Wednesday 24 April 2013

George - Second Anniversary

One of the many doctors who treated George described him as a miracle child. And it was true. He had survived a rhabdomyosarcoma diagnosed at two and which was aggressively treated for about a year, followed by a few months in remission. When the disease recurred it was treated hard again but the last scan showed there was still evidence of disease. With no options left on the table we were sent home to prepare for the worst. George was just four years old. We refused to accept the news, and he was just a kid who wanted to play. And play he did, for the next eleven years. He really was a miracle child. But when he was fifteen he was diagnosed first with a basal cell carcinoma and then, a little later, with osteosarcoma. For us the miracle ended two years ago, when the osteosarcoma finally defeated our wonderful, lovely child, after the hard years of battle.

On this second anniversary it’s time to take stock of where we are with the Trust formed in his name. One of the things we wanted to focus when we started was on encouraging more research in Li Fraumeni Syndrome. We never imagined that we would be responsible for some of that research, but that is precisely what has happened. Over the last year I have developed a new theory about cancer initiation in LFS, one that is subtly different from the mainstream view. The first test of a new theory is to see if it can stand the peer review process and be published in a reputable peer-reviewed scientific journal. I am happy to report that the paper ‘Li Fraumeni Syndrome, cancer and senescence: a new hypothesis’ has been published in the journal ‘Cancer Cell International’. There will be more to say in the coming weeks and months about this paper, but for now it’s available for download at the journal’s website.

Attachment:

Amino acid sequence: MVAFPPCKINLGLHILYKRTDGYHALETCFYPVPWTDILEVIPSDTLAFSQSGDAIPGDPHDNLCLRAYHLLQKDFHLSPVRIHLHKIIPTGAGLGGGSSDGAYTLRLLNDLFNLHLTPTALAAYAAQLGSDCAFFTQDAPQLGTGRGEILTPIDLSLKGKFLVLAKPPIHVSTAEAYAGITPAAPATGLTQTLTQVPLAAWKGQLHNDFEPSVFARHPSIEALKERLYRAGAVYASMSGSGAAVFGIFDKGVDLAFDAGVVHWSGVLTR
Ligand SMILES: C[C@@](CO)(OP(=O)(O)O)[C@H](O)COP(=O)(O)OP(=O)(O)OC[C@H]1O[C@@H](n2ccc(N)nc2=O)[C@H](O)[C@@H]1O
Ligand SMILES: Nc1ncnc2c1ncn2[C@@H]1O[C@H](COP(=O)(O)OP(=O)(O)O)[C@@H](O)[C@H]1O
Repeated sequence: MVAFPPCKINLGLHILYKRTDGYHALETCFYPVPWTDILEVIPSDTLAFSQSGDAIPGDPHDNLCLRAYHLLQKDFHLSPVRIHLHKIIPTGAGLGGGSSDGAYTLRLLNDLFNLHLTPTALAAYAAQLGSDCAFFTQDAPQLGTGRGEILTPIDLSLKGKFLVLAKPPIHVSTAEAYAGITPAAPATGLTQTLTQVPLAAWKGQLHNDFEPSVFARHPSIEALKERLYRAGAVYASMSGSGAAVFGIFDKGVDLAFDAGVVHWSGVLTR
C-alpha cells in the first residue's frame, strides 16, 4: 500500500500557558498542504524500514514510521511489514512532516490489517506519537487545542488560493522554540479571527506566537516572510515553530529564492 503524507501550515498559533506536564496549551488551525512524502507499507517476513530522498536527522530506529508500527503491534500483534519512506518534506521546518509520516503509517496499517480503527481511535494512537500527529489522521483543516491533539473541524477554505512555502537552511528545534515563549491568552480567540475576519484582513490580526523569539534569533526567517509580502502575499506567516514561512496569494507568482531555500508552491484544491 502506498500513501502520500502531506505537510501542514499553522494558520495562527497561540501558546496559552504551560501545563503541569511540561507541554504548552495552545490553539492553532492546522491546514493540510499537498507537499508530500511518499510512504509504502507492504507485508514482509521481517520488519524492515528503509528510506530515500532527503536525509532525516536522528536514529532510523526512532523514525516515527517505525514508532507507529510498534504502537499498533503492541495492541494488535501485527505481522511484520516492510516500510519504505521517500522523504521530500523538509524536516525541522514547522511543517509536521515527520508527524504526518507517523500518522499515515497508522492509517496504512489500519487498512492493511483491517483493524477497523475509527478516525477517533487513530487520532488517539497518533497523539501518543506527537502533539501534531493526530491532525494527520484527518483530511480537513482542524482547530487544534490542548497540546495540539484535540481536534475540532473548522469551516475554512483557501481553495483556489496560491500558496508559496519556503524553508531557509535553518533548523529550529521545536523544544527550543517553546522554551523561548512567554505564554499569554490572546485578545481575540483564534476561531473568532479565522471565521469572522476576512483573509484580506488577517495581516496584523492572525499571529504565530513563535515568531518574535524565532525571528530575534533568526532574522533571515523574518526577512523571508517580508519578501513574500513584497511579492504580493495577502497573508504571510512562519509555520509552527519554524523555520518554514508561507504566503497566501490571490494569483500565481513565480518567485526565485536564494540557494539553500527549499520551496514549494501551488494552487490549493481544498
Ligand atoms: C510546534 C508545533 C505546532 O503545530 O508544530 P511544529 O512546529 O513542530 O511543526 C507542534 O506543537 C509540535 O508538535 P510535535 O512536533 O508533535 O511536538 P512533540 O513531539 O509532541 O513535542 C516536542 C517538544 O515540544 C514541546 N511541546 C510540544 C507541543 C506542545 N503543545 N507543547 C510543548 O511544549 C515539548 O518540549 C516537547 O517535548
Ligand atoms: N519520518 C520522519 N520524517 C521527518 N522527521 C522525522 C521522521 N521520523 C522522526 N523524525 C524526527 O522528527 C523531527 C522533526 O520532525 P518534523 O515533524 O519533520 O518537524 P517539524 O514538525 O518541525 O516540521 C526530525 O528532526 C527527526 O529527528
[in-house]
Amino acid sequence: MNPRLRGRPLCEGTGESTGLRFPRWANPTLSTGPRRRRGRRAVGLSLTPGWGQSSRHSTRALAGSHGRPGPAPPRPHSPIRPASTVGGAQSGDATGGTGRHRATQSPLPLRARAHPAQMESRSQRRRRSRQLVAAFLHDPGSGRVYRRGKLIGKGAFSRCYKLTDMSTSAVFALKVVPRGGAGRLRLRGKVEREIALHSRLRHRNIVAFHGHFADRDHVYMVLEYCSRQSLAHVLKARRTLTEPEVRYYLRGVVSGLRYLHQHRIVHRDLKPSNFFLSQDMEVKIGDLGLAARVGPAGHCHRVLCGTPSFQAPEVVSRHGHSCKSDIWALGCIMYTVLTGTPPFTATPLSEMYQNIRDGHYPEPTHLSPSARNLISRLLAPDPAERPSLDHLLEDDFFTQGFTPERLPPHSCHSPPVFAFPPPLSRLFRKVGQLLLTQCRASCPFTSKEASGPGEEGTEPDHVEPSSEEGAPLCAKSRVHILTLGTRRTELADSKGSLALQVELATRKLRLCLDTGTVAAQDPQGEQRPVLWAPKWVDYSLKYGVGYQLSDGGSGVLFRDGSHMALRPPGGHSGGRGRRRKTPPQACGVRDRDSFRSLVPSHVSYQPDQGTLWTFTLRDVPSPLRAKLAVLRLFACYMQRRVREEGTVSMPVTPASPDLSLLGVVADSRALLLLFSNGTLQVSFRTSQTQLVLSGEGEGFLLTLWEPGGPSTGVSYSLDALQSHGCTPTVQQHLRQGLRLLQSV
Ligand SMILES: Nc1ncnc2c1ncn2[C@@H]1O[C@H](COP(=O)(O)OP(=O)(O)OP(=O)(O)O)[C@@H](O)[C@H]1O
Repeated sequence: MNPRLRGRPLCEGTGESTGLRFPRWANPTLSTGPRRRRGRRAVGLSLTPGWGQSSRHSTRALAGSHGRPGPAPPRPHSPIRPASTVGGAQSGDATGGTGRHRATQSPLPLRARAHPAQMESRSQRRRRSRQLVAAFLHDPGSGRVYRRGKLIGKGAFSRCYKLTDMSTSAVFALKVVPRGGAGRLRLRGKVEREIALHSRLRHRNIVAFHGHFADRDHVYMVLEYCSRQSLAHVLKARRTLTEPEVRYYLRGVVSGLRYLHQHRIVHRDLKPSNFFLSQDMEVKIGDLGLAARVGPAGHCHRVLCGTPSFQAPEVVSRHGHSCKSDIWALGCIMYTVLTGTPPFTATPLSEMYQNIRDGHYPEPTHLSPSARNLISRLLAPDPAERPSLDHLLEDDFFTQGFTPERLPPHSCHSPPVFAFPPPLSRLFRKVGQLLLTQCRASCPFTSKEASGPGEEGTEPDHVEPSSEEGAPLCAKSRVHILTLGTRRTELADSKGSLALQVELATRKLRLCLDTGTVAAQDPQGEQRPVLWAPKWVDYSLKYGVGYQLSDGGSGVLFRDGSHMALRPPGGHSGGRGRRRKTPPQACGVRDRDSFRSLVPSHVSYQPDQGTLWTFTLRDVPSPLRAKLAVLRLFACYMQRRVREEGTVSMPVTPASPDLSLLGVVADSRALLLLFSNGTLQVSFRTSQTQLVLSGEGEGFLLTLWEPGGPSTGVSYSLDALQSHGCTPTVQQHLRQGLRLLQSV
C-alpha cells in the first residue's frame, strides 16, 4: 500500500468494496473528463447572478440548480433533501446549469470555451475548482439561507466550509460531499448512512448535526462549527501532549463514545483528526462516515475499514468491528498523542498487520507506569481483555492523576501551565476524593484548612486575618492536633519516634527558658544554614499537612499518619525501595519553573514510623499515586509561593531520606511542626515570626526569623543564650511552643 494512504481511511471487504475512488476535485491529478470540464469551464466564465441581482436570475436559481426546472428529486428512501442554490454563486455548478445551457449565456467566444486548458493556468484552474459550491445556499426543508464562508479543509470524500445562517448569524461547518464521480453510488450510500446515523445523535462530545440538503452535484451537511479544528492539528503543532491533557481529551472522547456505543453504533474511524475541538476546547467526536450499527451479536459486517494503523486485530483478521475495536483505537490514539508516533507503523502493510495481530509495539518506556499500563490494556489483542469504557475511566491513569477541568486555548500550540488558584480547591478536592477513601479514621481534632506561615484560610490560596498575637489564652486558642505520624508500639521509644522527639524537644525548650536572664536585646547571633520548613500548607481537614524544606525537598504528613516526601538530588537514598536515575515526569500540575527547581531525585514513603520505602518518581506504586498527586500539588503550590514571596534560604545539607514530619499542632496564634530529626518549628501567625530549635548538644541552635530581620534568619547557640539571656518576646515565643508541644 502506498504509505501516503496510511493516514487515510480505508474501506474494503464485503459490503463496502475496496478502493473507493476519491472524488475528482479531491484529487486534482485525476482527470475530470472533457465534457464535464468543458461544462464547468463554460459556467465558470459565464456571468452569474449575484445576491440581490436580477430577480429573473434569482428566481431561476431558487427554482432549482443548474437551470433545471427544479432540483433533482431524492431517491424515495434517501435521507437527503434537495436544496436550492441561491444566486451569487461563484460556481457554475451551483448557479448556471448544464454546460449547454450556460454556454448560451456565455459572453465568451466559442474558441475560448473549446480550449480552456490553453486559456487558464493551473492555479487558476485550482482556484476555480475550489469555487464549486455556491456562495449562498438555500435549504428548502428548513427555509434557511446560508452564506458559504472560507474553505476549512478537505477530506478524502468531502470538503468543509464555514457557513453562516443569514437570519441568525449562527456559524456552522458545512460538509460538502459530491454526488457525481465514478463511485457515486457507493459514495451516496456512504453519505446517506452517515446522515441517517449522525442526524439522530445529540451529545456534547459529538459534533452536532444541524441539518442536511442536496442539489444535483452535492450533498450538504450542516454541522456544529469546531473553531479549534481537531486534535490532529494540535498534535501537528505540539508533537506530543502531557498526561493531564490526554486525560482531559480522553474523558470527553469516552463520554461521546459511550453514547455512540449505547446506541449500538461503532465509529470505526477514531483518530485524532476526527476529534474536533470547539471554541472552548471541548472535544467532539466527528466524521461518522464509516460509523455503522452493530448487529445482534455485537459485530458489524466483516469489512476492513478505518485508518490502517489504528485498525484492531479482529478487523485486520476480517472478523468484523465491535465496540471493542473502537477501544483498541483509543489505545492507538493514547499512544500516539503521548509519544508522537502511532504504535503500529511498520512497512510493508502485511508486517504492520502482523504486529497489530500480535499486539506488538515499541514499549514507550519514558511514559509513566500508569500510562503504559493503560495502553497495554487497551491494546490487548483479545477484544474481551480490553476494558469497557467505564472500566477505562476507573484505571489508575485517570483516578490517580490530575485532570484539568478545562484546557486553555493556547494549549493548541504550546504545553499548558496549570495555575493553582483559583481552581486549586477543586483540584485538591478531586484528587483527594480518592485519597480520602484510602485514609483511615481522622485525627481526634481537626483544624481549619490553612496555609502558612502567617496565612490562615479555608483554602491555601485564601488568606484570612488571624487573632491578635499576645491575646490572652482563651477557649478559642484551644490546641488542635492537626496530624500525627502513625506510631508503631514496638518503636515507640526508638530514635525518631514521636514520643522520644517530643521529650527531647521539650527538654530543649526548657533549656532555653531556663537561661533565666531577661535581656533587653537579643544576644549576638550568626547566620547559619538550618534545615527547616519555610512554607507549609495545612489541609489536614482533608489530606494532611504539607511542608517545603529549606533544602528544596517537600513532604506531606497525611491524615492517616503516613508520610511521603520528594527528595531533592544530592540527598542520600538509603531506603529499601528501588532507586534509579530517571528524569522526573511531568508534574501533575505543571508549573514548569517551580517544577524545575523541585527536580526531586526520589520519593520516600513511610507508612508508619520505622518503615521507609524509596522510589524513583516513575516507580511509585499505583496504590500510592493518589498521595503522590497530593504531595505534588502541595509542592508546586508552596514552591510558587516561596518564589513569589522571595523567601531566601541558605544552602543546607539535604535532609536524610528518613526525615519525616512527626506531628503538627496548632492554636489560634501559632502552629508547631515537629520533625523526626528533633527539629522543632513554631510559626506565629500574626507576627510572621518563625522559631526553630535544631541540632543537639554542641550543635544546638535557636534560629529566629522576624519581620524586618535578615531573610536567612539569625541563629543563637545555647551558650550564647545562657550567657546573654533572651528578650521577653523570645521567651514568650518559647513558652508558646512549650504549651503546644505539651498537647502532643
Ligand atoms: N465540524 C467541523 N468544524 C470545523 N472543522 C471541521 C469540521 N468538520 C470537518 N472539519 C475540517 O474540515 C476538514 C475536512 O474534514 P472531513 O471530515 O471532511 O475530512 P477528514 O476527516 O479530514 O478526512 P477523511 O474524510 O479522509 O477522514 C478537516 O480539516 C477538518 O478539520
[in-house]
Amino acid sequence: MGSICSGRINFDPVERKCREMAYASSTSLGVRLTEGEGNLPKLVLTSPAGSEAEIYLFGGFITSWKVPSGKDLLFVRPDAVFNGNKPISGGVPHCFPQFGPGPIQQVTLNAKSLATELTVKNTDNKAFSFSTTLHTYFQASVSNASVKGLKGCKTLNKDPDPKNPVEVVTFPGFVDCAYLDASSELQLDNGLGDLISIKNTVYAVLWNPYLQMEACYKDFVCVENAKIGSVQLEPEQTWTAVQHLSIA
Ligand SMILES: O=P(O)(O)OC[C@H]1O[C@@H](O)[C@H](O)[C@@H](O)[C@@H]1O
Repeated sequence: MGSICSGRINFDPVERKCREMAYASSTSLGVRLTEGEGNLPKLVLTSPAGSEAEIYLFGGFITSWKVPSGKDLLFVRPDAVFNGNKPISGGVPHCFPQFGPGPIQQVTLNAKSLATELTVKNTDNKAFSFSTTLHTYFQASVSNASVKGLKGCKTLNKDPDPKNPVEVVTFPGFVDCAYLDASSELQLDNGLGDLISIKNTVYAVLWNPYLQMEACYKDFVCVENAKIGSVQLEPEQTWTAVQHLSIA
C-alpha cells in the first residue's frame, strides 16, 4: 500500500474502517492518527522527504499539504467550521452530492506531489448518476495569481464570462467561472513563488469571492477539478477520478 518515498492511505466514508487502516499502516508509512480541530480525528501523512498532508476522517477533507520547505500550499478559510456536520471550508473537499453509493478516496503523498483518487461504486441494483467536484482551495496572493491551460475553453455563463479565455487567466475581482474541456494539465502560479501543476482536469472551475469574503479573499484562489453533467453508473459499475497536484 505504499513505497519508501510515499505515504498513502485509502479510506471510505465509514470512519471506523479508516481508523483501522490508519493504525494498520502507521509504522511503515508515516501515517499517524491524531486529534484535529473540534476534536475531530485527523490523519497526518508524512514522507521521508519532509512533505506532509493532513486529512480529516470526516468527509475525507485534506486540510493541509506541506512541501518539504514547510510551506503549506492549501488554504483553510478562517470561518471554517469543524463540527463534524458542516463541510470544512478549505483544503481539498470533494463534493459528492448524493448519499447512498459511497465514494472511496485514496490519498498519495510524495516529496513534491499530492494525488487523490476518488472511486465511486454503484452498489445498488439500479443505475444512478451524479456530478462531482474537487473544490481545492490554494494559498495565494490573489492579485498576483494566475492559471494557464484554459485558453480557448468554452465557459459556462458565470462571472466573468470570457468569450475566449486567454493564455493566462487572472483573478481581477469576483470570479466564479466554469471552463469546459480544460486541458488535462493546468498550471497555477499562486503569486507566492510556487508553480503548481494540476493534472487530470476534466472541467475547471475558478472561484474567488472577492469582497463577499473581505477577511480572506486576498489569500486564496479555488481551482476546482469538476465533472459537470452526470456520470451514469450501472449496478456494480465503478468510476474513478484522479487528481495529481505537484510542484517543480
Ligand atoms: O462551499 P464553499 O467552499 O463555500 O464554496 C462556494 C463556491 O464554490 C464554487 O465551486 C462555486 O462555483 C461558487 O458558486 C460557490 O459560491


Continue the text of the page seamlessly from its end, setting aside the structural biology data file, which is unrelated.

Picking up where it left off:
Friday 12 April 2013

Ablation of bone tumours

For patients with advanced cancer bone tumours, (whether from primary bone cancers like osteosarcoma or metastases from other types of cancer, such as breast or prostate), can be a cause of persistent and hard to treat pain. A standard treatment in many such situations is radiotherapy, which can have unpleasant side-effects, and, in the case of Li Fraumeni Syndrome patients, might also have long-term implications regarding further cancers. Additionally, treating cancer pain with opiate-based pain-killers, such as morphine, can also be problematic given the evidence that opioids can cause further cancer progression (though this can be reversed with the use of naltrexone).

In which case there’s some encouraging news being reported at the 29th Annual Meeting of the American Academy of Pain Medicine. A group of French clinicians have reported on treating patients with tumour pain, including bone tumours, with micro-wave ablation (MWA).

One of the doctors, Adrian Kastler of the Centre Hospitalier Universitaire, in Besançon, France, is reported as saying:
"This technique may be applied to any patient suffering from bone tumour pain, mainly in patients suffering from bone metastases, refractory to conventional therapies. The main advantage of ablation techniques is the fast pain relief obtained - immediately after the procedure - as opposed to delayed pain relief obtained with radiation therapy… Our research showed that the use of MWA in bone and soft-tissue tumours is feasible and effective concerning pain palliation. However, MWA needs to be studied in order to apply the same procedure in a curative intention." 
The last point is certainly one that needs urgent attention. Bone tumours are notoriously hard to treat, so any new treatment that shows signs of being effective needs to be researched as a matter of priority. And, given that primary bone cancers are often unresponsive to chemotherapy, any physical treatments that can be used alongside surgery are urgently needed.